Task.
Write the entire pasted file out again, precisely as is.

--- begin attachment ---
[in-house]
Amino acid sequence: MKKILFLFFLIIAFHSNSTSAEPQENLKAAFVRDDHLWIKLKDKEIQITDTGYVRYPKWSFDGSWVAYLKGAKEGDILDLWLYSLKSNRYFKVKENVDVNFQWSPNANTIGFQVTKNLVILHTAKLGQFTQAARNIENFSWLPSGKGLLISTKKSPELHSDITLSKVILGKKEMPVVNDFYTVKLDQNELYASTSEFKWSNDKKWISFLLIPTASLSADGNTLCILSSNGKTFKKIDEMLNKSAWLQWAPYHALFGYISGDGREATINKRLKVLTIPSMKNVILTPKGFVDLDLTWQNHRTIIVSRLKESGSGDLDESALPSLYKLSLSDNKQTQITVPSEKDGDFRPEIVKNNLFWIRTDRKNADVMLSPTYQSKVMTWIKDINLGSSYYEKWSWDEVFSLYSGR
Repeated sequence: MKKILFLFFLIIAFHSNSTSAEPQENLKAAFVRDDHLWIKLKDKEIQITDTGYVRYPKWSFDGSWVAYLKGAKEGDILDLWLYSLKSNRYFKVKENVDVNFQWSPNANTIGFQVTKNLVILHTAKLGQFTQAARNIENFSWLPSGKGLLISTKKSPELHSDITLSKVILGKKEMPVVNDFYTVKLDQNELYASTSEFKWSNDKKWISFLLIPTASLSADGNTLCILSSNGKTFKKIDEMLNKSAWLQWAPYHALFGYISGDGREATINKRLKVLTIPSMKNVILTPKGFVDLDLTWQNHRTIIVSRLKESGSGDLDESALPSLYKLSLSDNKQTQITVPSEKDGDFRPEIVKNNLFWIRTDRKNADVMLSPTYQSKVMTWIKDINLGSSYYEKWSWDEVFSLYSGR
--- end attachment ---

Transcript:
[in-house]
Amino acid sequence: MKKILFLFFLIIAFHSNSTSAEPQENLKAAFVRDDHLWIKLKDKEIQITDTGYVRYPKWSFDGSWVAYLKGAKEGDILDLWLYSLKSNRYFKVKENVDVNFQWSPNANTIGFQVTKNLVILHTAKLGQFTQAARNIENFSWLPSGKGLLISTKKSPELHSDITLSKVILGKKEMPVVNDFYTVKLDQNELYASTSEFKWSNDKKWISFLLIPTASLSADGNTLCILSSNGKTFKKIDEMLNKSAWLQWAPYHALFGYISGDGREATINKRLKVLTIPSMKNVILTPKGFVDLDLTWQNHRTIIVSRLKESGSGDLDESALPSLYKLSLSDNKQTQITVPSEKDGDFRPEIVKNNLFWIRTDRKNADVMLSPTYQSKVMTWIKDINLGSSYYEKWSWDEVFSLYSGR
Repeated sequence: MKKILFLFFLIIAFHSNSTSAEPQENLKAAFVRDDHLWIKLKDKEIQITDTGYVRYPKWSFDGSWVAYLKGAKEGDILDLWLYSLKSNRYFKVKENVDVNFQWSPNANTIGFQVTKNLVILHTAKLGQFTQAARNIENFSWLPSGKGLLISTKKSPELHSDITLSKVILGKKEMPVVNDFYTVKLDQNELYASTSEFKWSNDKKWISFLLIPTASLSADGNTLCILSSNGKTFKKIDEMLNKSAWLQWAPYHALFGYISGDGREATINKRLKVLTIPSMKNVILTPKGFVDLDLTWQNHRTIIVSRLKESGSGDLDESALPSLYKLSLSDNKQTQITVPSEKDGDFRPEIVKNNLFWIRTDRKNADVMLSPTYQSKVMTWIKDINLGSSYYEKWSWDEVFSLYSGR